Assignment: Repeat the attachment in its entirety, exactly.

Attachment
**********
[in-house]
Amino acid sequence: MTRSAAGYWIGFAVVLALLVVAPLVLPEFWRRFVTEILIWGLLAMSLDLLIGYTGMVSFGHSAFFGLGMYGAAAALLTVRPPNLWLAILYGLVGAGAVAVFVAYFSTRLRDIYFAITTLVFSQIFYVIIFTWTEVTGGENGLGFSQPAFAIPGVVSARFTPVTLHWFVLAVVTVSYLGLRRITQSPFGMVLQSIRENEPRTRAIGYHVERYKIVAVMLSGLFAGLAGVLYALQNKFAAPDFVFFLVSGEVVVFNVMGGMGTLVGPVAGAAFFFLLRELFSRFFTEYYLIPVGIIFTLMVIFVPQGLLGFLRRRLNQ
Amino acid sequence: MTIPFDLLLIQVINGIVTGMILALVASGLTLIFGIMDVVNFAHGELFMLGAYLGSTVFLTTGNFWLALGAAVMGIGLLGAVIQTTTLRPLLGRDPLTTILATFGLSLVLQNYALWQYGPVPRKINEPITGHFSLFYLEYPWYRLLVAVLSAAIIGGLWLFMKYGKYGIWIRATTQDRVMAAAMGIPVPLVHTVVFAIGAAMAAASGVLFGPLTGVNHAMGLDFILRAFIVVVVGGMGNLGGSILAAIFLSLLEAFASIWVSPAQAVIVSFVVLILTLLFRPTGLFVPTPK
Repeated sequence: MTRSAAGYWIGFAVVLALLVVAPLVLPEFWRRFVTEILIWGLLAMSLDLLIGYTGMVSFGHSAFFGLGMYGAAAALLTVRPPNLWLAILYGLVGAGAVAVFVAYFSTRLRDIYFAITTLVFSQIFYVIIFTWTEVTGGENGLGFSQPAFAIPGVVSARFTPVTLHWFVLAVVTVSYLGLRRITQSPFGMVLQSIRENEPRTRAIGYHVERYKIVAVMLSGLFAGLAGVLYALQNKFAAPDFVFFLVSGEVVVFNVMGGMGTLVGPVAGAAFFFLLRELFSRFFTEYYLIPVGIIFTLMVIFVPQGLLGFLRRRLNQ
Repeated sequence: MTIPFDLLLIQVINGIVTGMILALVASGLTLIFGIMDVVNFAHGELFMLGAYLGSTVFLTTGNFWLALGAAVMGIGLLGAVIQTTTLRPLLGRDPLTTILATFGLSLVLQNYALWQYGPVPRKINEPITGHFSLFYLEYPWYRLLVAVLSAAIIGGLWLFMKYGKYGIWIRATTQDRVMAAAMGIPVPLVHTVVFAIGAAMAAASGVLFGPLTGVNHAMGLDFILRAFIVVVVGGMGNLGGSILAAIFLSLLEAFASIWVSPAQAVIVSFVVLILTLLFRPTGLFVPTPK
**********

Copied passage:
[in-house]
Amino acid sequence: MTRSAAGYWIGFAVVLALLVVAPLVLPEFWRRFVTEILIWGLLAMSLDLLIGYTGMVSFGHSAFFGLGMYGAAAALLTVRPPNLWLAILYGLVGAGAVAVFVAYFSTRLRDIYFAITTLVFSQIFYVIIFTWTEVTGGENGLGFSQPAFAIPGVVSARFTPVTLHWFVLAVVTVSYLGLRRITQSPFGMVLQSIRENEPRTRAIGYHVERYKIVAVMLSGLFAGLAGVLYALQNKFAAPDFVFFLVSGEVVVFNVMGGMGTLVGPVAGAAFFFLLRELFSRFFTEYYLIPVGIIFTLMVIFVPQGLLGFLRRRLNQ
Amino acid sequence: MTIPFDLLLIQVINGIVTGMILALVASGLTLIFGIMDVVNFAHGELFMLGAYLGSTVFLTTGNFWLALGAAVMGIGLLGAVIQTTTLRPLLGRDPLTTILATFGLSLVLQNYALWQYGPVPRKINEPITGHFSLFYLEYPWYRLLVAVLSAAIIGGLWLFMKYGKYGIWIRATTQDRVMAAAMGIPVPLVHTVVFAIGAAMAAASGVLFGPLTGVNHAMGLDFILRAFIVVVVGGMGNLGGSILAAIFLSLLEAFASIWVSPAQAVIVSFVVLILTLLFRPTGLFVPTPK
Repeated sequence: MTRSAAGYWIGFAVVLALLVVAPLVLPEFWRRFVTEILIWGLLAMSLDLLIGYTGMVSFGHSAFFGLGMYGAAAALLTVRPPNLWLAILYGLVGAGAVAVFVAYFSTRLRDIYFAITTLVFSQIFYVIIFTWTEVTGGENGLGFSQPAFAIPGVVSARFTPVTLHWFVLAVVTVSYLGLRRITQSPFGMVLQSIRENEPRTRAIGYHVERYKIVAVMLSGLFAGLAGVLYALQNKFAAPDFVFFLVSGEVVVFNVMGGMGTLVGPVAGAAFFFLLRELFSRFFTEYYLIPVGIIFTLMVIFVPQGLLGFLRRRLNQ
Repeated sequence: MTIPFDLLLIQVINGIVTGMILALVASGLTLIFGIMDVVNFAHGELFMLGAYLGSTVFLTTGNFWLALGAAVMGIGLLGAVIQTTTLRPLLGRDPLTTILATFGLSLVLQNYALWQYGPVPRKINEPITGHFSLFYLEYPWYRLLVAVLSAAIIGGLWLFMKYGKYGIWIRATTQDRVMAAAMGIPVPLVHTVVFAIGAAMAAASGVLFGPLTGVNHAMGLDFILRAFIVVVVGGMGNLGGSILAAIFLSLLEAFASIWVSPAQAVIVSFVVLILTLLFRPTGLFVPTPK